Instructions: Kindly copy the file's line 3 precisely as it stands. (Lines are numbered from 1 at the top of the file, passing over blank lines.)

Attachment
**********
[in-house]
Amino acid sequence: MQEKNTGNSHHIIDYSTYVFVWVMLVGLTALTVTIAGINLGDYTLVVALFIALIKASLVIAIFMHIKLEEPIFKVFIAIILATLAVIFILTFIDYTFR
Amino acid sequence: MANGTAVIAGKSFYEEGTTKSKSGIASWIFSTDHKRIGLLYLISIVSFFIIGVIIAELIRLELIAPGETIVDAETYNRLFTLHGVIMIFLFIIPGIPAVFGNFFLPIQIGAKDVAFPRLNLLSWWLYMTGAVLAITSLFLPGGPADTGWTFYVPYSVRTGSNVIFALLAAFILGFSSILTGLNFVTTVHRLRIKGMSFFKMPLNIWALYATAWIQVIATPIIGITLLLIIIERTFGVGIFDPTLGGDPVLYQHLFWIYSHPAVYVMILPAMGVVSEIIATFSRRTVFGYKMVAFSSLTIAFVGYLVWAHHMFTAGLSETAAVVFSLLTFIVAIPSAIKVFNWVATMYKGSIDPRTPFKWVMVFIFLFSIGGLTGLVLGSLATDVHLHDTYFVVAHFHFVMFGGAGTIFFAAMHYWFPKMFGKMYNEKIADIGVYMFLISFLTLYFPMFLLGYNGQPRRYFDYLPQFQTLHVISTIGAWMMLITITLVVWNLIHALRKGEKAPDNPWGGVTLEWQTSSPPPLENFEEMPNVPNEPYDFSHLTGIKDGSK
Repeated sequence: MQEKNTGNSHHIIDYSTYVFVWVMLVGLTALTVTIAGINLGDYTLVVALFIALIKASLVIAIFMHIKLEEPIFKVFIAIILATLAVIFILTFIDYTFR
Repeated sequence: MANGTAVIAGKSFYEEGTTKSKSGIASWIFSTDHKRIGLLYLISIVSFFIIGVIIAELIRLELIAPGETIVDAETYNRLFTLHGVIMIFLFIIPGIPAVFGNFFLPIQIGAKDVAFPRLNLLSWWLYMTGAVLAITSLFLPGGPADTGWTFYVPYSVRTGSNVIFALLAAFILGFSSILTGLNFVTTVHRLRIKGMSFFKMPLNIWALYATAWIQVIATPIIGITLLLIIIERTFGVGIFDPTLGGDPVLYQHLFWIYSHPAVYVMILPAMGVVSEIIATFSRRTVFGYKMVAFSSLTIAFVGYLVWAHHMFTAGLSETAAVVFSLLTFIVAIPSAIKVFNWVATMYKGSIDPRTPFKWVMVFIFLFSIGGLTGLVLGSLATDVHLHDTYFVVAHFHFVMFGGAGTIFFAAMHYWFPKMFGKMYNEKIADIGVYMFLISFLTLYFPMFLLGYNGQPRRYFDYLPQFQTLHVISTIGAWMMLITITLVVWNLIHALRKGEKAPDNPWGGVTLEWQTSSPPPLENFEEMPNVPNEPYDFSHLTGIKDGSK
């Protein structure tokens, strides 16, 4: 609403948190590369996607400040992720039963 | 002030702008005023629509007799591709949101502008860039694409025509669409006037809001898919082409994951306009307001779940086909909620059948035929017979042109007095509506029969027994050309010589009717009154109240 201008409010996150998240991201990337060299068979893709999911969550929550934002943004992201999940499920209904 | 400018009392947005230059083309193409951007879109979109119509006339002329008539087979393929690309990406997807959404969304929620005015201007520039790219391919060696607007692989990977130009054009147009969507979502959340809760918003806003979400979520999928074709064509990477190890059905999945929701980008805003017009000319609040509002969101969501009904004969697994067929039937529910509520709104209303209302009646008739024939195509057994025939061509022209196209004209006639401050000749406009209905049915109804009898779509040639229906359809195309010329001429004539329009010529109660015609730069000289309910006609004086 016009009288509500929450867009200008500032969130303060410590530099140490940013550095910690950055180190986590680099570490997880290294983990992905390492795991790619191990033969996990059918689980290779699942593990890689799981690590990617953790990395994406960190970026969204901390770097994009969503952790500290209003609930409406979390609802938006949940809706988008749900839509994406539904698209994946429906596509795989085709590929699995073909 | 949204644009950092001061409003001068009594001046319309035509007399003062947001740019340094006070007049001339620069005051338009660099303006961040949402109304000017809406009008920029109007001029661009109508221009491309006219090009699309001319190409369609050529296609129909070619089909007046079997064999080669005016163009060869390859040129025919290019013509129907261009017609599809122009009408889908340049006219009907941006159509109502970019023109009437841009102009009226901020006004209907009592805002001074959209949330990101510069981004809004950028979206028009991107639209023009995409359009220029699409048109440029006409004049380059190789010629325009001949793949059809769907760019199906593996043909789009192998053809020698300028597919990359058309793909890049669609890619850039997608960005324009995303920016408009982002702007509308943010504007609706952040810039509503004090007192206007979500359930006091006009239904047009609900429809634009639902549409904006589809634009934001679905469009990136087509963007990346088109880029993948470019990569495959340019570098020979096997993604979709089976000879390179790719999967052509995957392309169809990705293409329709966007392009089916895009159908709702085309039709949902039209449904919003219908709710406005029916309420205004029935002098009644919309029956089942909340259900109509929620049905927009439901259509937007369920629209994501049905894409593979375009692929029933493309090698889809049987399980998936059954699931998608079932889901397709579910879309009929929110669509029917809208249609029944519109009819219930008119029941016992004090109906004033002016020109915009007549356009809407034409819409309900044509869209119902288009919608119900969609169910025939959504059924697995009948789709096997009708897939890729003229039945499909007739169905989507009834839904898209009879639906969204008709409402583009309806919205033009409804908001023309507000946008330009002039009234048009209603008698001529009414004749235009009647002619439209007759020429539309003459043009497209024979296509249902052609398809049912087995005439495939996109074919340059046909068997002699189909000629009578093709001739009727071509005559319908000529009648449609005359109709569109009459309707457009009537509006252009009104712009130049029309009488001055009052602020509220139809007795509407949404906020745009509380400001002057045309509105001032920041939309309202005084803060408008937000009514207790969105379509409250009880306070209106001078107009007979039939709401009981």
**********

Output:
Amino acid sequence: MANGTAVIAGKSFYEEGTTKSKSGIASWIFSTDHKRIGLLYLISIVSFFIIGVIIAELIRLELIAPGETIVDAETYNRLFTLHGVIMIFLFIIPGIPAVFGNFFLPIQIGAKDVAFPRLNLLSWWLYMTGAVLAITSLFLPGGPADTGWTFYVPYSVRTGSNVIFALLAAFILGFSSILTGLNFVTTVHRLRIKGMSFFKMPLNIWALYATAWIQVIATPIIGITLLLIIIERTFGVGIFDPTLGGDPVLYQHLFWIYSHPAVYVMILPAMGVVSEIIATFSRRTVFGYKMVAFSSLTIAFVGYLVWAHHMFTAGLSETAAVVFSLLTFIVAIPSAIKVFNWVATMYKGSIDPRTPFKWVMVFIFLFSIGGLTGLVLGSLATDVHLHDTYFVVAHFHFVMFGGAGTIFFAAMHYWFPKMFGKMYNEKIADIGVYMFLISFLTLYFPMFLLGYNGQPRRYFDYLPQFQTLHVISTIGAWMMLITITLVVWNLIHALRKGEKAPDNPWGGVTLEWQTSSPPPLENFEEMPNVPNEPYDFSHLTGIKDGSK